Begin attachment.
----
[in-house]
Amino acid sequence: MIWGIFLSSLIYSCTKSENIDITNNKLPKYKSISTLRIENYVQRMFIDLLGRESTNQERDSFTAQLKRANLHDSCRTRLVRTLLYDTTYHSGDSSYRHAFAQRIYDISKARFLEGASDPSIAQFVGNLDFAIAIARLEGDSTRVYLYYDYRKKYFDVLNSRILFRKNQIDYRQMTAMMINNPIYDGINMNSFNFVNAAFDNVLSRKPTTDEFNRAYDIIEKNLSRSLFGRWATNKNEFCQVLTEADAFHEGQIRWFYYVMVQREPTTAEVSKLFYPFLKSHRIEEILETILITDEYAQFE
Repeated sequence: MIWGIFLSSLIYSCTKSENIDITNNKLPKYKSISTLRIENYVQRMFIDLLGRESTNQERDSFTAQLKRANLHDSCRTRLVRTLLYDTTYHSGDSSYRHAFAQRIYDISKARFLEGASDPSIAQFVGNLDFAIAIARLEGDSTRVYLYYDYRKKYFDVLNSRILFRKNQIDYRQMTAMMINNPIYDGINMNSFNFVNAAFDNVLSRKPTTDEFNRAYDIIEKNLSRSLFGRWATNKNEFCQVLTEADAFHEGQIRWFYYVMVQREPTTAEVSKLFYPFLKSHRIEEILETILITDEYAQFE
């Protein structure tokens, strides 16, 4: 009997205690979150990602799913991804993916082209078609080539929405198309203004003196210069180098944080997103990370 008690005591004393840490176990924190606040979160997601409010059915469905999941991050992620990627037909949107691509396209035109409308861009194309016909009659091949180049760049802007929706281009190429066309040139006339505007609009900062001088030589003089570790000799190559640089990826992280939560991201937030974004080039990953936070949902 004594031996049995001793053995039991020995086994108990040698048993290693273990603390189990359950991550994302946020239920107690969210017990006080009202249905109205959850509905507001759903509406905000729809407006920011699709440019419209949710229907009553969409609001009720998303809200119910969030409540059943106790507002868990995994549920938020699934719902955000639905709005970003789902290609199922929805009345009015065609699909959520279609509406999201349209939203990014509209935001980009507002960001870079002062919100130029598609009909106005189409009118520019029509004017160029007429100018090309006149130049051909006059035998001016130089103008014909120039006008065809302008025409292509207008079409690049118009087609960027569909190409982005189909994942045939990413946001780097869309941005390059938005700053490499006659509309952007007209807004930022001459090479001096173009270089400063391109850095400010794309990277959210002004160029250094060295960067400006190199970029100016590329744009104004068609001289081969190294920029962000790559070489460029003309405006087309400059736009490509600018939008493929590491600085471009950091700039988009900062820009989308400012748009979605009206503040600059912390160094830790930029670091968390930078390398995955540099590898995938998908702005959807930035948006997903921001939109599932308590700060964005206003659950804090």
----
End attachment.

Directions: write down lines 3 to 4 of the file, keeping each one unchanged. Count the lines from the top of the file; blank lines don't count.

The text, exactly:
Repeated sequence: MIWGIFLSSLIYSCTKSENIDITNNKLPKYKSISTLRIENYVQRMFIDLLGRESTNQERDSFTAQLKRANLHDSCRTRLVRTLLYDTTYHSGDSSYRHAFAQRIYDISKARFLEGASDPSIAQFVGNLDFAIAIARLEGDSTRVYLYYDYRKKYFDVLNSRILFRKNQIDYRQMTAMMINNPIYDGINMNSFNFVNAAFDNVLSRKPTTDEFNRAYDIIEKNLSRSLFGRWATNKNEFCQVLTEADAFHEGQIRWFYYVMVQREPTTAEVSKLFYPFLKSHRIEEILETILITDEYAQFE
């Protein structure tokens, strides 16, 4: 009997205690979150990602799913991804993916082209078609080539929405198309203004003196210069180098944080997103990370 008690005591004393840490176990924190606040979160997601409010059915469905999941991050992620990627037909949107691509396209035109409308861009194309016909009659091949180049760049802007929706281009190429066309040139006339505007609009900062001088030589003089570790000799190559640089990826992280939560991201937030974004080039990953936070949902 004594031996049995001793053995039991020995086994108990040698048993290693273990603390189990359950991550994302946020239920107690969210017990006080009202249905109205959850509905507001759903509406905000729809407006920011699709440019419209949710229907009553969409609001009720998303809200119910969030409540059943106790507002868990995994549920938020699934719902955000639905709005970003789902290609199922929805009345009015065609699909959520279609509406999201349209939203990014509209935001980009507002960001870079002062919100130029598609009909106005189409009118520019029509004017160029007429100018090309006149130049051909006059035998001016130089103008014909120039006008065809302008025409292509207008079409690049118009087609960027569909190409982005189909994942045939990413946001780097869309941005390059938005700053490499006659509309952007007209807004930022001459090479001096173009270089400063391109850095400010794309990277959210002004160029250094060295960067400006190199970029100016590329744009104004068609001289081969190294920029962000790559070489460029003309405006087309400059736009490509600018939008493929590491600085471009950091700039988009900062820009989308400012748009979605009206503040600059912390160094830790930029670091968390930078390398995955540099590898995938998908702005959807930035948006997903921001939109599932308590700060964005206003659950804090």